Cut Spending. Increase Taxes. Do Both?
Posted by Warren Peterson on July 1, 2011
Commentator, actor and attorney Ben Stein was on Fox News’ O’Reilly Factor with Laura Ingraham last Wednesday. Stein, generally considered a conservative, made the case for tax increases as part of any debt reduction plan. Ingraham countered with the, “We don’t have a revenue problem, we have a spending problem.” mantra.
Indeed we do have a spending problem and it has caused a debt crisis that spending reductions alone will never resolve. The Federal government is currently borrowing 40 cents of every dollar of expenditure. Arrival of that elusive economic recovery would take care of a portion of the revenue/expenditure gap but significant cuts across the board would still be required to achieve a balanced budget. Cuts in Social Security, Medicare/Medicaid, and the military would surely be included. Even then, a balanced budget does nothing to reduce the $14 heading to $16 trillion debt.
At some point tax increases will be required but before the deficit hawks toss in the tax increase chip, they must extract a high price. Something more than just a high ratio of spending cuts to tax increases. A constitutional balanced budget amendment tops the list. It would give cover for legislators from the demands of special interest groups. Liberals would be forced to temper their demands for more spending and conservatives would have to at least be open to tax/fee increases. Both could blame the balanced budget amendment for having to make painful votes contrary to their principles. A close second is true tax reform. Not revising the current code but repealing it and instituting a Fair Tax (national sales tax) or a flat tax with a single standard deduction. In either case, everyone should be required to have some “skin in the game” by paying a minimum tax even if it is only a nominal amount. A simpler tax system would be a transparent system. No burying tax breaks in the massive code, no fiddling with brackets and deductions.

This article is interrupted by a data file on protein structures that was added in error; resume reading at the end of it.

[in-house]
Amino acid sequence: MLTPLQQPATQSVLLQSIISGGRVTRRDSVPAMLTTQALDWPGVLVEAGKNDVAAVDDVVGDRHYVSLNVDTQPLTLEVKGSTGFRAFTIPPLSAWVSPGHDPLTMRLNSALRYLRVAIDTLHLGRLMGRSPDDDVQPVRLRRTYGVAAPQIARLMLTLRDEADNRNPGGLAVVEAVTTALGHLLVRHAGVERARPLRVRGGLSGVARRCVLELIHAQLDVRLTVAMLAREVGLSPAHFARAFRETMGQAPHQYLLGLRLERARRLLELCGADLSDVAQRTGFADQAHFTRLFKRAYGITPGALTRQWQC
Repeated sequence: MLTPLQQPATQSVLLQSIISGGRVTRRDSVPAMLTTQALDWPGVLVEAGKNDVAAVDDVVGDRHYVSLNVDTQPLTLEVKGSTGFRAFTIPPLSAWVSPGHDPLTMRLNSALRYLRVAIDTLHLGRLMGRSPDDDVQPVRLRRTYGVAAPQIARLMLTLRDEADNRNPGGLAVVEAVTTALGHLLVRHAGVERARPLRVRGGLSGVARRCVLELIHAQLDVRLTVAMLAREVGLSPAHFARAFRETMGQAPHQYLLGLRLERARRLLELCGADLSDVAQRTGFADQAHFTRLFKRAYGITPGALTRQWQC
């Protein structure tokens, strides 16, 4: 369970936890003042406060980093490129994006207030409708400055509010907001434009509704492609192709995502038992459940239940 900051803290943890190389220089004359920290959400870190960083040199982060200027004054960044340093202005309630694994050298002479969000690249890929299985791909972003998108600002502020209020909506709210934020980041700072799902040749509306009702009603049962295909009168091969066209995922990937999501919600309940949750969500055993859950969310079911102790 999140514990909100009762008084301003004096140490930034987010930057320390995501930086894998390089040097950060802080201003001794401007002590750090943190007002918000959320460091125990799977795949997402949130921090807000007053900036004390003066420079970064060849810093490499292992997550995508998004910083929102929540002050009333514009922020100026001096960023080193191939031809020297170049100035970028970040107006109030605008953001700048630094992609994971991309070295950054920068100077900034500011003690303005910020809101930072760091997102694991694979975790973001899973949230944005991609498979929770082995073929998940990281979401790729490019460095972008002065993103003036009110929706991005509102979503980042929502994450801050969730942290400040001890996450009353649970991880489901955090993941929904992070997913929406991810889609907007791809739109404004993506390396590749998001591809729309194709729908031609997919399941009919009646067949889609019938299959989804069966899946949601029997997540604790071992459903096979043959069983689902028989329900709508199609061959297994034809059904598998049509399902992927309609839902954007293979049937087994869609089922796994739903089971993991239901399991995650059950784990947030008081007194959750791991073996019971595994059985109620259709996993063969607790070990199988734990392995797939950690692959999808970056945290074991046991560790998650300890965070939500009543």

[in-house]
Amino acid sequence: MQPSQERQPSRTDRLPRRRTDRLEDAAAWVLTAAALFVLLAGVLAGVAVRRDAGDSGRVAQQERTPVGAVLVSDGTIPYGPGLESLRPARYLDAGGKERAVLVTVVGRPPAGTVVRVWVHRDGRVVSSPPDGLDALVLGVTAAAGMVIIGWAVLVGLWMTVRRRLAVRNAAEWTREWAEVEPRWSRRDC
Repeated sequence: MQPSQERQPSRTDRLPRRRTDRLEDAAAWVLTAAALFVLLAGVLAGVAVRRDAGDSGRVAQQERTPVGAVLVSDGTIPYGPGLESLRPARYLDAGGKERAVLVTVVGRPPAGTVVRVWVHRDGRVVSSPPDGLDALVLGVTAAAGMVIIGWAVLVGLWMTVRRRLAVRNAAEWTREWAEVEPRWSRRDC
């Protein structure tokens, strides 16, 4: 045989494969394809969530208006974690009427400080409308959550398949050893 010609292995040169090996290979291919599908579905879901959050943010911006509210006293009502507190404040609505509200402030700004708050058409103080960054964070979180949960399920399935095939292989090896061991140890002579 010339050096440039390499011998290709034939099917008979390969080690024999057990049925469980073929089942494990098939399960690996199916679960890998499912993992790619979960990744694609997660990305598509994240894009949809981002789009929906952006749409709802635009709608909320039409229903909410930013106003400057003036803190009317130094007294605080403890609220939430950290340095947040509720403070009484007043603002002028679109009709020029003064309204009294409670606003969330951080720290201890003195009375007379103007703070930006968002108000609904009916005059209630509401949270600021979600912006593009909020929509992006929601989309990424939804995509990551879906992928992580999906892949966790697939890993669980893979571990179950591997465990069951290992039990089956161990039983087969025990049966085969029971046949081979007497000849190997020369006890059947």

Former President Bill Clinton has suggested a lower spending and increase taxes plan that would not go into effect until the economy has recovered. It speaks to the “don’t cut spending, don’t raise taxes in the middle of a recession” debate. It’s an interesting idea, clouded by some cheap shots at Republicans, but not nearly strong enough. The time line for approval of a balanced budget amendment and a new tax system would accomplish the implementation delay Clinton is suggesting but the result would be two powerful tools for fixing our fiscal mess.
It’s trite but true, if not now, when, if not soon, Greece?
Cross posted on: Sound Politics